KOHIMA, 2 Jan: An organization that works for the rights of the Naga people globally has denounced the extension of the Armed Forces (Special Powers) Act or AFSPA in Nagaland, days after the killing of 14 civilians by security forces.
The demand for withdrawing the AFSPA was raised by several quarters following the killing of 14 civilians by army para-commandos in Oting area of Mon district of the northeastern state in a botched up operation and its aftermath on 4 and 5 December.
The leaders of state governments in the region, including Nagaland, Meghalaya and Manipur, have appealed for the removal of the AFSPA.
The people and civil society bodies of the region have long wanted the AFSPA repealed, the Global Naga Forum (GNF) said in an open letter to Prime Minister Narendra Modi.
The Centre has constituted a high-level committee to examine the possibility of the withdrawal of the controversial Act from the state. However, on 30 December, the government declared the entire Nagaland as a ‘disturbed area’ for six more months under the AFSPA while terming the state’s condition “disturbed and dangerous.”
Family members of those who were killed are still in mourning but the “government has taken no moral responsibility for the murders, nor tried to remove the cause of the murders, Armed Forces Special Powers Act (1958),” GNF co-convener Prof Rosemary Dzuvichu and secretary Prof Paul Pimomo said in the letter.
The AFSPA empowers security forces to conduct operations and arrest anyone without any prior warrant. It also gives immunity to the forces if they shoot someone dead.
Modi will be seen as the prime minister who extended the AFSPA, after the Oting killings, as a “new year gift to the people of Nagaland,” the GNF letter stated.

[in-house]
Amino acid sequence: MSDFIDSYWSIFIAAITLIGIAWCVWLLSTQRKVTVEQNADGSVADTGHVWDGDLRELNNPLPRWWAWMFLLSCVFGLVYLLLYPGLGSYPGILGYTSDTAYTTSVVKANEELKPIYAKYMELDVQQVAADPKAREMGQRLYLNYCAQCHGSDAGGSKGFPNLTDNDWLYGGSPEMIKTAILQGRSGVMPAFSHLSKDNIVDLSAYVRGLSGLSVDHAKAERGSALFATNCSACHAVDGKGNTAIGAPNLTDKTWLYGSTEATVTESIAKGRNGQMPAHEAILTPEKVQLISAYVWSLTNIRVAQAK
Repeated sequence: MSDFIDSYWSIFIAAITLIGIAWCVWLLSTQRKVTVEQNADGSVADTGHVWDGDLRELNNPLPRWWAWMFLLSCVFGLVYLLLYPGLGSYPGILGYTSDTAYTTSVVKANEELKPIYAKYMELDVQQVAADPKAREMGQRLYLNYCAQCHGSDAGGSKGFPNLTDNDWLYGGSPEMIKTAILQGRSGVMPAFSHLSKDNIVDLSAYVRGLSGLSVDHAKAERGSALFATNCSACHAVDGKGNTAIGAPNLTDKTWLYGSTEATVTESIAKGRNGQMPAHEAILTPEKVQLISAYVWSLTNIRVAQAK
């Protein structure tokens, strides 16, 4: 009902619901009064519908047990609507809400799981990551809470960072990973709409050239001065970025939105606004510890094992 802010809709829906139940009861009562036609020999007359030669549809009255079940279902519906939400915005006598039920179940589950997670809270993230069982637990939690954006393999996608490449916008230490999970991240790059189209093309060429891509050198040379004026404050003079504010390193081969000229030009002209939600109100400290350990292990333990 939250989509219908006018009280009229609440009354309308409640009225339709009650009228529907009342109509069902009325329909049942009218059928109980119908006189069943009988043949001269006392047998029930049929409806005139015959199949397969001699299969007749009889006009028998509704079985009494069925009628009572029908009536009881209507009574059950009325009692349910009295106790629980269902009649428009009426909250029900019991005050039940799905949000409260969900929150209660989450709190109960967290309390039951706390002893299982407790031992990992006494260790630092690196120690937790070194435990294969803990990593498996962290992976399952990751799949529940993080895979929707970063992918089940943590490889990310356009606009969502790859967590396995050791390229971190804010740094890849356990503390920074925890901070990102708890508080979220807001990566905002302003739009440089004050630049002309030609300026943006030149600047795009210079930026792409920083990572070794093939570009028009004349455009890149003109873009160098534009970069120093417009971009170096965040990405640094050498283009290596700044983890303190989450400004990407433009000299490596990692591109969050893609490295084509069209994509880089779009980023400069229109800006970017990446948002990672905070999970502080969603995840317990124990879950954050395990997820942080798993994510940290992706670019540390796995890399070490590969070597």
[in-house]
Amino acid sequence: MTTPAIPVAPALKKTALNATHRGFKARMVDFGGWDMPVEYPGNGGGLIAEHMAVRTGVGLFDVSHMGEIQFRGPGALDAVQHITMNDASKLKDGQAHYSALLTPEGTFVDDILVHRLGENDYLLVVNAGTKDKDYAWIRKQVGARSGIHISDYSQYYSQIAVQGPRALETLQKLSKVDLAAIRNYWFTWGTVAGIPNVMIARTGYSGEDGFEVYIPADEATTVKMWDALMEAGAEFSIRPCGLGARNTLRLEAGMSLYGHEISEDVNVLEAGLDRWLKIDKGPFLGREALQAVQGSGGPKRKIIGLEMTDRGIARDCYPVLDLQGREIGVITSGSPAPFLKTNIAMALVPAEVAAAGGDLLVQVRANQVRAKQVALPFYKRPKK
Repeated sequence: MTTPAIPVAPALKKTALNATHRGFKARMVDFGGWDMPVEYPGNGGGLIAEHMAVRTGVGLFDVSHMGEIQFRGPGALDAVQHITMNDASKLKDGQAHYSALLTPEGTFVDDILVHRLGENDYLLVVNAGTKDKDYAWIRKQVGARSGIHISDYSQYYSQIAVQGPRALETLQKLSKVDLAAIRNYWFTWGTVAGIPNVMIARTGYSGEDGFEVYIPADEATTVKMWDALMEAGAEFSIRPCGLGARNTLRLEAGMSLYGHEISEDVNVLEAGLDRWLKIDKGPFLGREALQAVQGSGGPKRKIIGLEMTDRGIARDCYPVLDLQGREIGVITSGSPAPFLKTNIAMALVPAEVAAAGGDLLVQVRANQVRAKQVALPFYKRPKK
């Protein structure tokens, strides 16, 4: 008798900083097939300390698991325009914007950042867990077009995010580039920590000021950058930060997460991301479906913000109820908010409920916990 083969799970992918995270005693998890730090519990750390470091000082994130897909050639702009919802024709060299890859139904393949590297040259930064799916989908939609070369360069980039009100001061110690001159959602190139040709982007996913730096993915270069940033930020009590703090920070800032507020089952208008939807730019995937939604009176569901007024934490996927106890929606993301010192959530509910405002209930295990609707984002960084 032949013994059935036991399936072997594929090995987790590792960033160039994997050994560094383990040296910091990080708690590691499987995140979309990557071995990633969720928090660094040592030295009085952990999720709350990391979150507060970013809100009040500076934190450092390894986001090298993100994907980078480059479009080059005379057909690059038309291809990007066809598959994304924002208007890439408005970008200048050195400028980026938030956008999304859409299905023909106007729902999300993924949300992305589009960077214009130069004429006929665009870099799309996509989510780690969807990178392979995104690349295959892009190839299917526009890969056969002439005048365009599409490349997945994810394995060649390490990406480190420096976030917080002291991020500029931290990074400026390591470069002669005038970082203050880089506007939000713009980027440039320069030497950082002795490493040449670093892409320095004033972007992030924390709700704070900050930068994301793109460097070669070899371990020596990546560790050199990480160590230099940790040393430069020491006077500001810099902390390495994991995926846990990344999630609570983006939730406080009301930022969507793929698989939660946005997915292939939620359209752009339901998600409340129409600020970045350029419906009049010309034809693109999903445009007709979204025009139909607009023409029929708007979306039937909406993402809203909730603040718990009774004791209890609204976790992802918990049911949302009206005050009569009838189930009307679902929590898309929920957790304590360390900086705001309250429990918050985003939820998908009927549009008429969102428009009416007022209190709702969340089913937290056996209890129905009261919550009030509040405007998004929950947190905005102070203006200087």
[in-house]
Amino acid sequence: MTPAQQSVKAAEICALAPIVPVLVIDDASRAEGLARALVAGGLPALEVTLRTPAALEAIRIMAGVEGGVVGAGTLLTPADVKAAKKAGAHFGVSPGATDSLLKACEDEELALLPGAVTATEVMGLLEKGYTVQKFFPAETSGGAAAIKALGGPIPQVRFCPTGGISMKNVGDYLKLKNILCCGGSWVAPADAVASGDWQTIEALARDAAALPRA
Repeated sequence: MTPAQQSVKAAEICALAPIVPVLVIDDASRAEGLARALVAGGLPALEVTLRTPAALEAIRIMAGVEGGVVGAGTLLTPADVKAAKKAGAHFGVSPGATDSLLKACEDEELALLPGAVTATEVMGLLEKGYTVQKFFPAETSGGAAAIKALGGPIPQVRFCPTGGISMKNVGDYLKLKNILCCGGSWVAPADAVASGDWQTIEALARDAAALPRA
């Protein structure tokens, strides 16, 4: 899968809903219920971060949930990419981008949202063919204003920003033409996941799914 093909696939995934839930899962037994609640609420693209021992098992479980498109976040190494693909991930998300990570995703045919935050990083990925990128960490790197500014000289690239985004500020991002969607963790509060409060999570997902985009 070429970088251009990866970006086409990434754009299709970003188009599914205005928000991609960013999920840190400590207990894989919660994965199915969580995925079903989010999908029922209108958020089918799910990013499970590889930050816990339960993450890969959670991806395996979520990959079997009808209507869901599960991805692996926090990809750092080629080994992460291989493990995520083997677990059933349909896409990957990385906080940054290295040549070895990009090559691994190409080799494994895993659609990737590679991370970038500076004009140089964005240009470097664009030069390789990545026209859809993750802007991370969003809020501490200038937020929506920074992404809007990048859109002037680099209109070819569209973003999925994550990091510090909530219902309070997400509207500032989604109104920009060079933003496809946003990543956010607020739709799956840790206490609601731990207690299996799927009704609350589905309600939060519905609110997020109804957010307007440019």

“We still believe that, as long as there’s life, there’s hope for changing course for the better in the life of individuals and for nations,” the letter read.
Fourteen civilians in Nagaland’s Mon district were killed in three consecutive episodes of firing by security forces, the first of which has been claimed to be a case of mistaken identity.
Union Home Minister Amit Shah had told the Lok Sabha that the army had received information on the movement of insurgents in Mon and the 21 Para Commando unit had laid an ambush. A vehicle was signalled to stop but it tried to speed away. Suspecting the presence of insurgents in the vehicle, the security personnel opened fire, leading to the death of six of its eight occupants, Shah said.
Regretting the death of the civilians, he had said that the security forces fired in self-defence.
Eight others, including an army man, were killed in subsequent clashes between the force and villagers.
Several political parties have contested the government version that the vehicle was asked to stop. (PTI)